The IB Extended Essay is a 4,000-word thesis written under a supervision of an advisor and is a mandatory component of the IB Diploma. This essay, along with the TOK presentation, could give you up to 3 additional points toward your overall Diploma score.
- How do I Start my Extended Essay
- How do I Pick an IB Essay Topic
- How do I Create a Research Question
- How do I pick an Advisor
- Annotated Bibliography
- Title Page
- Breaking down the IB Extended Essay Criteria
How do I start my Extended Essay?
The best way to start an essay with a free-ended topic is to find an area of interest. What would you like to write about? Brainstorm if you have no ideas. Jam-write for 10 minutes straight without stopping or make a mind map of what you’re interested in. There are many good brainstorming tips here.
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How do I Pick an IB Essay Topic
Pick a topic that’s one of your IB subjects or something that’s closely related to your hobbies or passions. In this stage, make sure your topic is broad, so you have room for exploration.
Events that lead up to the Cold War.
Now, this topic is too broad. It could be a novel or a Ph.D. dissertation. That’s no good; you need to narrow this topic down.
At this point, you should do some research on your topic and find out if you’re actually interested in it. If you find it boring, refer back to the brainstorming section.
Read more: College Essay Topics
How do I create a research question?
Now that you know more about your topic, ask questions that pique your interests as well as ones that you crave an answer for. This is essential for Criterion A (research question).
Here is an example of some good research questions or potential topics:
- Economics: How did College Board monopolize aptitude testing?
- Psychology: What affects did the Syrian refugee crisis have on the psyche of young Children?
- History: How did the Second Red Scare, lasting roughly from 1950 to 1956, heighten tensions between Russia and America during the Cold War.
- Chemistry: How does Iron sedimentation affect the water quality in West Africa?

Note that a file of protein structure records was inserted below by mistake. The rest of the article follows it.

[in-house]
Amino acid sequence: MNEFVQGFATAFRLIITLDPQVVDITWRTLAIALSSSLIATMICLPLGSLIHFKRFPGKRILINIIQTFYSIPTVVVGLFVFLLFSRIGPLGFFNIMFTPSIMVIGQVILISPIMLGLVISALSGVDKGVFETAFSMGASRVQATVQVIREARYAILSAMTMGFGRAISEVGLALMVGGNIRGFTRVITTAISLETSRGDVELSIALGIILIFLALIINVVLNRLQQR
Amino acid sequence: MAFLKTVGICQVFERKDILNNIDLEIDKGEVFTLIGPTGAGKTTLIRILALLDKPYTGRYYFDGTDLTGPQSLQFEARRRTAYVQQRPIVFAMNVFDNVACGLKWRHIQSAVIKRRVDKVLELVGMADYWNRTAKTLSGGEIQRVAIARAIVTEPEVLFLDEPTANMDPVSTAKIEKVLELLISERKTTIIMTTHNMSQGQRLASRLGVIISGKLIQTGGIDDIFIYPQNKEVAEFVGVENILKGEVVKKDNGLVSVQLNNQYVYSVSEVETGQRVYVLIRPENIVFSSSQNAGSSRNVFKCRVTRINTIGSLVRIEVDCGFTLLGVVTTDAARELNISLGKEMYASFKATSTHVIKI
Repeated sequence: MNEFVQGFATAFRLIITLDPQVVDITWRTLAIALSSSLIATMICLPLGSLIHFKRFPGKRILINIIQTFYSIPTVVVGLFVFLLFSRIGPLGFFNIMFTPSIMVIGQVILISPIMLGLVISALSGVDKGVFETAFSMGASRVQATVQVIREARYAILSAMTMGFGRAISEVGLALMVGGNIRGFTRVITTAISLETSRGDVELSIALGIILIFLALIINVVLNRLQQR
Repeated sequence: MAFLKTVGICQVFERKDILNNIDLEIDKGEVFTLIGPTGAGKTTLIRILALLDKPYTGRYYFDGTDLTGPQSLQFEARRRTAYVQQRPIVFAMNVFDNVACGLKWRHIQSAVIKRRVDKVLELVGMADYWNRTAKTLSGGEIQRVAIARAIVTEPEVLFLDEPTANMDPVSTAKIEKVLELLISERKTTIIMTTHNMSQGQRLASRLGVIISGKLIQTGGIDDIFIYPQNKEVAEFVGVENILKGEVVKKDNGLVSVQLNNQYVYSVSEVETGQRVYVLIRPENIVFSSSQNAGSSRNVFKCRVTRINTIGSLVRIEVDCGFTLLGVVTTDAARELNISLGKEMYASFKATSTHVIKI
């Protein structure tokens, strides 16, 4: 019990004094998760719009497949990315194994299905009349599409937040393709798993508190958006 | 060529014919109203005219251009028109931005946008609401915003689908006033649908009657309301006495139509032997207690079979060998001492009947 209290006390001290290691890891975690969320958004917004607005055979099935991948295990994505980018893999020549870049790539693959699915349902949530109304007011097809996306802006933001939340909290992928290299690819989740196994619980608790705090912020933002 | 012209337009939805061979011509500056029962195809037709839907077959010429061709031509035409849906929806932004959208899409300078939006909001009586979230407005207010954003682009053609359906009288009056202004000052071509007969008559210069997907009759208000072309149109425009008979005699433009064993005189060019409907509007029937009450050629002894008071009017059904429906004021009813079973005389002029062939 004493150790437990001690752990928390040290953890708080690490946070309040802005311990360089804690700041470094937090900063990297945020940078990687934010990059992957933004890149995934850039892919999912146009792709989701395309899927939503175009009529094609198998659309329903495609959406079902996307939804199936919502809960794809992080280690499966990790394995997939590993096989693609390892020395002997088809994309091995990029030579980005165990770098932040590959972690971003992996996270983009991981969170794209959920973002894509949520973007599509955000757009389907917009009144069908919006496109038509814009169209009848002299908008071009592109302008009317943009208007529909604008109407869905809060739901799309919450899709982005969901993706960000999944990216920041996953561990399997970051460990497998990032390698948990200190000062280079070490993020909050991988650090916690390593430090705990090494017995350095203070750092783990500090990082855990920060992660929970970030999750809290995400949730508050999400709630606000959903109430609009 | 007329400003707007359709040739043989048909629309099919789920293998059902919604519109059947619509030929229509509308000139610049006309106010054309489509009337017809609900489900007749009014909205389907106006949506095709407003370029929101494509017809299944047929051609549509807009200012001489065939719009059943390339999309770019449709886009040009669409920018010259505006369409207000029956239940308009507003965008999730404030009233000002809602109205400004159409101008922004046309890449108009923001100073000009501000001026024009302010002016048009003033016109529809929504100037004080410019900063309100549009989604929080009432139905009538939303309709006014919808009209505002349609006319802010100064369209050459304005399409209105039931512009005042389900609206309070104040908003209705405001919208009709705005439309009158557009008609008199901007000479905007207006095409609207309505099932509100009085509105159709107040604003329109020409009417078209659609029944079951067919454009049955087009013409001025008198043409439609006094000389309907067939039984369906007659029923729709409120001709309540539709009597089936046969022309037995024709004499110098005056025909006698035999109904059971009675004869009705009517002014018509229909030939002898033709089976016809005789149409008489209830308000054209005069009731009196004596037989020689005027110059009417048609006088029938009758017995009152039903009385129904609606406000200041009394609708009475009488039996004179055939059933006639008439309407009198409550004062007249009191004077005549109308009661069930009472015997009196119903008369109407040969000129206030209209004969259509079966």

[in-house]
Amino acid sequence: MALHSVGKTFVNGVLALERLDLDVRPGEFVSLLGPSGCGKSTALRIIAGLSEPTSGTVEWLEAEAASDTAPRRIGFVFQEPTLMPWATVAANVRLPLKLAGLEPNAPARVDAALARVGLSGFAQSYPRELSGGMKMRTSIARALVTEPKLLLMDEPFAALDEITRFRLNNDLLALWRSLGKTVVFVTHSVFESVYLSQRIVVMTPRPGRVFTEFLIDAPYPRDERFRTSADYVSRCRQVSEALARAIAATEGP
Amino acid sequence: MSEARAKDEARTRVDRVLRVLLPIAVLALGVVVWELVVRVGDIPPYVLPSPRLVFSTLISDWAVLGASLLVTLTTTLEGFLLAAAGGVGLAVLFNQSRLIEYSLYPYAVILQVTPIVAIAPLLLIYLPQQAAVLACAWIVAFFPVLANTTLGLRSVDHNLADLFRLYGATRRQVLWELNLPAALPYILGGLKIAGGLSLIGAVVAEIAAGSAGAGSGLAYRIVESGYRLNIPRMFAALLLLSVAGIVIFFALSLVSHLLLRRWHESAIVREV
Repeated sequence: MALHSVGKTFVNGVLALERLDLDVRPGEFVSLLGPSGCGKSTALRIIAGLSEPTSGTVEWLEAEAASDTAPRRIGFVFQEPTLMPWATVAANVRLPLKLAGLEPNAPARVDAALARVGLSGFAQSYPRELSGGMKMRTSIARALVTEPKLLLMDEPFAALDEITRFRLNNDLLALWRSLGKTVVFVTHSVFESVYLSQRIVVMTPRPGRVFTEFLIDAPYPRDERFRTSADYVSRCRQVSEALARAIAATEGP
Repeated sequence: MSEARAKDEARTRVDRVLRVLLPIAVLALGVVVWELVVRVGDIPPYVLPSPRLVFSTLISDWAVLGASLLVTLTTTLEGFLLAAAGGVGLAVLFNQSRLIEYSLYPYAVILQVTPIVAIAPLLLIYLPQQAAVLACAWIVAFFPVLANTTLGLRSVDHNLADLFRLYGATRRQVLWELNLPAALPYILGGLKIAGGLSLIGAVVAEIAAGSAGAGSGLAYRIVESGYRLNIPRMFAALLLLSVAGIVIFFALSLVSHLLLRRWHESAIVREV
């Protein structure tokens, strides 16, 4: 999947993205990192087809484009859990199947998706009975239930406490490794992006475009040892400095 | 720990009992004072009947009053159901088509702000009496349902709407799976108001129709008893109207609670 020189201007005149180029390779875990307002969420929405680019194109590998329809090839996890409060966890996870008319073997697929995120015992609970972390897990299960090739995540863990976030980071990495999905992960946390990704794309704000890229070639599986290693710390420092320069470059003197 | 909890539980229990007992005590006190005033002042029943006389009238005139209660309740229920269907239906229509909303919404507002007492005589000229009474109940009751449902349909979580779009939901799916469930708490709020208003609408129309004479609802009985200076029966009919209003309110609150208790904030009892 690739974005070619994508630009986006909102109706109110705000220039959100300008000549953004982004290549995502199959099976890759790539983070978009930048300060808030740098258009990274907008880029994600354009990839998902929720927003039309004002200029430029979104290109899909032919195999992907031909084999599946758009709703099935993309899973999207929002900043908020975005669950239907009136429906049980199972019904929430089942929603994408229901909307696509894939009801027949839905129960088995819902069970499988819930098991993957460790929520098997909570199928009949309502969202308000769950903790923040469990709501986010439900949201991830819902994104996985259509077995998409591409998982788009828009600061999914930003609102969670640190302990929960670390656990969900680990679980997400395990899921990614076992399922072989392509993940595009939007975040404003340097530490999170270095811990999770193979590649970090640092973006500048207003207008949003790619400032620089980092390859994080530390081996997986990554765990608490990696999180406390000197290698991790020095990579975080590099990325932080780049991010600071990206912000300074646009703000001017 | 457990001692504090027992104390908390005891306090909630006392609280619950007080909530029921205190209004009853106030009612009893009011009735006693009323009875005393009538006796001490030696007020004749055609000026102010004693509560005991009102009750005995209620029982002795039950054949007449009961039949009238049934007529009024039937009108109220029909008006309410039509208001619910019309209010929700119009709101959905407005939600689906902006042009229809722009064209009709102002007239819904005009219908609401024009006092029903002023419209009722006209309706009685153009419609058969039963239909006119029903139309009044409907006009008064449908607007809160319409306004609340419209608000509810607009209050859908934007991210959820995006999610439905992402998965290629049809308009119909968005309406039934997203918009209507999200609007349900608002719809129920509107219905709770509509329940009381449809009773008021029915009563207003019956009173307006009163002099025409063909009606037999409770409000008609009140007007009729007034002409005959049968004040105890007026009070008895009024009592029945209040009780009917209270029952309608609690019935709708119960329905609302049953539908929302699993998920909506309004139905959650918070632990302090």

- Biology: Do earlier school start times hinder children’s ability to learn?
- English: How has Albert Camus’ novel The Stranger been lost in translation?
- Math: What makes Euler’s Identity the most beautiful equation of all time?
- Film: How has Alfred Hitchcock’s Psycho shaped the thriller genre?
How do I pick an Advisor?
Pick an Advisor that knows a lot about your topic. A biology teacher would not be great for your History EE.
Meeting with your advisor is not mandatory, however, it is a very good idea to do so. The more help you can get on this thing, the better.
When is a good time to start writing?
Start as soon as possible. Your life will be so much easier if you have your essay complete before Year II. If you’re overwhelmed during the school year, do your extended essay during the summer; your future you will thank you.
Now that you have your research question, build a paper outline around it. The introduction should contain your research query and your main argument, otherwise known as the thesis statement. The body is easiest to divide into three parts. The conclusion should restate your argument and summarize your findings. An outline should just be the notes of what you plan to state. Do not fiddle with the roman numerals; keep it clean with bullet points and short sentences.
At this stage, you should be reading through your primary sources and creating an annotated bibliography. This just means posting any relevant information that you plan to quote or use in your essay into a separate document and listing some points that you plan to address. Start your Works Cited page right away.
An extended essay cover page is easy, but an extremely important component of your essay. If you don’t follow the title page format of the IB closely, you might jeopardize your essay score. The title page is a standalone document with the title of your essay and your name centered. Include the name of your school and your IB number.